(January 18, 2022) Cyber threats make headlines nearly every day. But every few years there’s a threat so severe that it raises alarm among cybersecurity researchers. Today, that threat is Log4Shell, a vulnerability in the Log4j logging utility for Java-based software.
Discovered in November 2021, the flaw enables hackers to trick Log4j into storing and running specific character strings. It is called a remote code execution vulnerability, which allows hackers to execute any code they want on the compromised system.
According to Microsoft, cybercriminals associated with adversarial nation-states, including China, Iran, and North Korea, are actively scanning systems and attempting to exploit the vulnerability. In December, Cloudflare reported roughly 20,000 exploit attempts per minute during peak activity.
Potentially Massive Scale
Log4j is a popular open-source utility that is available at no charge from the Apache Software Foundation. It is used in countless Java, open-source and commercial applications, which means the Log4Shell vulnerability could affect millions of systems.
The Google Open Source Insights Team analyzed approximately 440,000 Java packages stored in the Maven Central Repository and found that about 8 percent were vulnerable. A security flaw is generally considered serious if it affects 2 percent of Java packages.
That puts Log4Shell on par with Heartbleed and Shellshock, two bugs that caused widespread panic when they were discovered in 2014. Heartbleed was a flaw in OpenSSL encryption software that exposed portions of a web server’s memory, enabling hackers to steal encryption keys and other sensitive information. Shellshock was a remote code execution vulnerability that affected the Unix Bash shell, which is used as a command-line interface.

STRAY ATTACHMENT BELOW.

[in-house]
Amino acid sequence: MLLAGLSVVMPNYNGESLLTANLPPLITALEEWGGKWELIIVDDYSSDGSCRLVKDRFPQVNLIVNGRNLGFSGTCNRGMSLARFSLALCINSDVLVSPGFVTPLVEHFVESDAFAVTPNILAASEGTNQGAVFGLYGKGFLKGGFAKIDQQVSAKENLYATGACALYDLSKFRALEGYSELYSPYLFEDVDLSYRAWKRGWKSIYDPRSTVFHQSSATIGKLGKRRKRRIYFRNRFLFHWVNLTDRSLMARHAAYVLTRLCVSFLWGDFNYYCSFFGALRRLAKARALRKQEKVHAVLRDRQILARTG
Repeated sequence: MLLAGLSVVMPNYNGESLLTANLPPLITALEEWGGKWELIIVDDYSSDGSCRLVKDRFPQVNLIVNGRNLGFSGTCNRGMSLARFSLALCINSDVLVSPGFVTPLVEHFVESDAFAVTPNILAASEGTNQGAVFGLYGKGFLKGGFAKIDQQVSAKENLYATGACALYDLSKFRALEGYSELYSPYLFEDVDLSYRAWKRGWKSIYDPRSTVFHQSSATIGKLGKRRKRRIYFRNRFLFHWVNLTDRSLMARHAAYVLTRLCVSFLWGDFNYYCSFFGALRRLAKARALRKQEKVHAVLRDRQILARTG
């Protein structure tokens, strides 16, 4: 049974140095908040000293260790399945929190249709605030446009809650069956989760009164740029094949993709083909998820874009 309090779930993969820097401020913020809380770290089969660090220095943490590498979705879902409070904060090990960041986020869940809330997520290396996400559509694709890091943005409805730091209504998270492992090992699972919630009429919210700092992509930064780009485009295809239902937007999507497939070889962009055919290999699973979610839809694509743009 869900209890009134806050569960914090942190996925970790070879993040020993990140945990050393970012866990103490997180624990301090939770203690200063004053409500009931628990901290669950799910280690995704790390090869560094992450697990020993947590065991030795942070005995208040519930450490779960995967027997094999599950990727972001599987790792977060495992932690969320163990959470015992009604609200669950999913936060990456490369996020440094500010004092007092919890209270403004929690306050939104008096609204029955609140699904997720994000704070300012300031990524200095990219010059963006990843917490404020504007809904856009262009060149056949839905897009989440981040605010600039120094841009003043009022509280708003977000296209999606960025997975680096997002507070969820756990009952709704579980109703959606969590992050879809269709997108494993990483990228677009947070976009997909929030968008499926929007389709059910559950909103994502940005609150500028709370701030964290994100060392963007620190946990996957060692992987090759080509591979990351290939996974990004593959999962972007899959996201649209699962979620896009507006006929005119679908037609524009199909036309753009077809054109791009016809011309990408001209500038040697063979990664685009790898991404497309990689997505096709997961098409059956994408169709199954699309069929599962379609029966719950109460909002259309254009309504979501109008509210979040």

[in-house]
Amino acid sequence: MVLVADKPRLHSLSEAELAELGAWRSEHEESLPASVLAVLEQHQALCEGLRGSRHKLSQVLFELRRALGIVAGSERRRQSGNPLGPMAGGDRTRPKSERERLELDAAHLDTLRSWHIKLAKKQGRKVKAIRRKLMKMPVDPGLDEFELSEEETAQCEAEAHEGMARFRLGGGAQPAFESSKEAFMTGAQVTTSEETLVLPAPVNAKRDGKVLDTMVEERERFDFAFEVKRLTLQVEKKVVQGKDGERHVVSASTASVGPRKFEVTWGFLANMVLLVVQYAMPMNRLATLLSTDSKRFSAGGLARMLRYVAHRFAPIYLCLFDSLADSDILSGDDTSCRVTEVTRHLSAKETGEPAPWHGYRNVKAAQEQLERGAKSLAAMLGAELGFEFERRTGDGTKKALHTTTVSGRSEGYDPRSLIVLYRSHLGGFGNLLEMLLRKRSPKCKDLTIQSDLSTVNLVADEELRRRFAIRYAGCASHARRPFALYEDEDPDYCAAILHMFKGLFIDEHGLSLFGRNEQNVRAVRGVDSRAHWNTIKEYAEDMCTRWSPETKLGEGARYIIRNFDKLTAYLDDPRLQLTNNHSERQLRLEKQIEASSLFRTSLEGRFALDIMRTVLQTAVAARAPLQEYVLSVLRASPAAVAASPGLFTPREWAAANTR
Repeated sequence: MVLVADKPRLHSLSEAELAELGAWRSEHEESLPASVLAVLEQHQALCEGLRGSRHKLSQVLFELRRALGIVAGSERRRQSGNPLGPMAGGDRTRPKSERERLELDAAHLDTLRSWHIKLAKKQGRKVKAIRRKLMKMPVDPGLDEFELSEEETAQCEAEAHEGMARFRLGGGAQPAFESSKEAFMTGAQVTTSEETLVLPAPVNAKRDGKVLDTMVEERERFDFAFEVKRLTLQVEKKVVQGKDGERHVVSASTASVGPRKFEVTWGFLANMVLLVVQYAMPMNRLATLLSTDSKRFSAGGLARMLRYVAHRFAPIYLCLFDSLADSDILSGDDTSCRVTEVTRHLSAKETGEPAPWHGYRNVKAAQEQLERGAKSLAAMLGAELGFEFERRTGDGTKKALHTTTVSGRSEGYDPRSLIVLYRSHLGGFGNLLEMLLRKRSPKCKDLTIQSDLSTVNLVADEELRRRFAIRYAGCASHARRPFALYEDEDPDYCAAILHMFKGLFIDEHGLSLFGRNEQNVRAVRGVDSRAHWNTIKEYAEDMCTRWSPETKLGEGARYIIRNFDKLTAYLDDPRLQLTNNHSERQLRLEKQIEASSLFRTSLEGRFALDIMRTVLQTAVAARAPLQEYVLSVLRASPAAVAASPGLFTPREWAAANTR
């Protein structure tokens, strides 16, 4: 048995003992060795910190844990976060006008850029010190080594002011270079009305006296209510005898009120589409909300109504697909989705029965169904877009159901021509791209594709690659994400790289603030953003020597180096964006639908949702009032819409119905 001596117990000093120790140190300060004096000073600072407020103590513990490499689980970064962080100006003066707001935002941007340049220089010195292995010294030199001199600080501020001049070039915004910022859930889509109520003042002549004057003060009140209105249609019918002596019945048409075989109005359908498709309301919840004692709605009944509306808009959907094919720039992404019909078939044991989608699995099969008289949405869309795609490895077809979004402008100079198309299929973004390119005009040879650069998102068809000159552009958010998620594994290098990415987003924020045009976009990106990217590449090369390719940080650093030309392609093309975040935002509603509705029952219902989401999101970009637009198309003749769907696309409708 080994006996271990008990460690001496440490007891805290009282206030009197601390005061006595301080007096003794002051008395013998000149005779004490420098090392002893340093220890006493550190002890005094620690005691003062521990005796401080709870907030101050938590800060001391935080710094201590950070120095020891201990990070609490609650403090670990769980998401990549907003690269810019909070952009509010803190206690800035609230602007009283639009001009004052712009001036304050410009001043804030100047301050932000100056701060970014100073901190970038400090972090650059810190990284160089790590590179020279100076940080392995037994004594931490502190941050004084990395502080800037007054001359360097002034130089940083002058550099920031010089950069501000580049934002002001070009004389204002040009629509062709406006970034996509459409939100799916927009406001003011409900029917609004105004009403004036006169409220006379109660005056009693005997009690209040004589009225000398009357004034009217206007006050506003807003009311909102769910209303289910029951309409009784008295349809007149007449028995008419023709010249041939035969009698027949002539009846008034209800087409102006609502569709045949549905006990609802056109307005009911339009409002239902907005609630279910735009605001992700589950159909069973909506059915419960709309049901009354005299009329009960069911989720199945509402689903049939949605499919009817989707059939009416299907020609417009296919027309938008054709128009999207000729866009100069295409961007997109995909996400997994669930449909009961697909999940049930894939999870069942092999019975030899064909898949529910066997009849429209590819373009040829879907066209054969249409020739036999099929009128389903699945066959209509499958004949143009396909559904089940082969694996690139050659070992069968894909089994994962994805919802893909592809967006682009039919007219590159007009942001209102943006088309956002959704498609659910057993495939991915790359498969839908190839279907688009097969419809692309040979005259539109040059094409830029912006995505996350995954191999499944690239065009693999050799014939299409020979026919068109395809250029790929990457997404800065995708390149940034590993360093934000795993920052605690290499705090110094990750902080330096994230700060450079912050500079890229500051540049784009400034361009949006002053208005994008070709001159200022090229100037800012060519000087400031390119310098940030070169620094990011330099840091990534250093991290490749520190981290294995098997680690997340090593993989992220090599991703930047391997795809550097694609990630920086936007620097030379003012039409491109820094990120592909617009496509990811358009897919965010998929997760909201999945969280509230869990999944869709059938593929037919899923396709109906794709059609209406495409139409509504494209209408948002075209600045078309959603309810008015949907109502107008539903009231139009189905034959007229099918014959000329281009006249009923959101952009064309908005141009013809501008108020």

Finding and Fixing the Bug
Generally, if there’s a bug in an application, administrators find all instances of that application in use within the organization and apply the patch. With Log4j it’s not that simple. Because the Log4j utility is compiled within Java applications, someone familiar with Java will have to review the source code, determine which Log4j version is being used, install the upgrade, and test it.
For some organizations, patching the Log4Shell bug will be even more difficult. A Google team found that 80 percent of Java packages affected by the flaw call Log4j indirectly through other libraries, making it harder to address and even harder to find while scanning
It’s also important to remember that Java-based applications are everywhere. Many organizations use Java through third-party vendors and business partners and could be vulnerable to the Log4Shell exploit through other components in the software supply chain. Software vendors are continuing to evaluate their applications and update the list of the affected software. The list will be evolving over the next 12 months and checking back often will be necessary.
Looking for Suspicious Activity
All of that will take time. In the meantime, organizations should continuously monitor the network for any suspicious activity that could indicate an attempt to exploit the vulnerability.
Threat actors are scanning systems, so it’s important to monitor for that kind of inbound activity. Additionally, organizations should monitor for outbound activity such as a script attempting to contact a command-and-control server. If identified, any such actions should be blocked.
Java is frequently used on mobile devices, so endpoints should be monitored for indications of compromise. Because Log4Shell attacks are diverse in nature, there are no “rules” for spotting them. Therefore, behavioral analytics should be used to identify anomalous activity. Solutions such as Intrusion Detection Systems/Intrusion Prevention Systems or Managed Detection and Response/Extended Detection and Response can help in monitoring for these types of activity. Organizations should not delay in addressing this serious vulnerability. A qualified managed services provider (MSP) can assist with developing a Layered Security Architecture and Incident Response Plan that includes monitoring, detection, endpoint security, security awareness training, and other techniques to reduce the risk of a Log4Shell attack.
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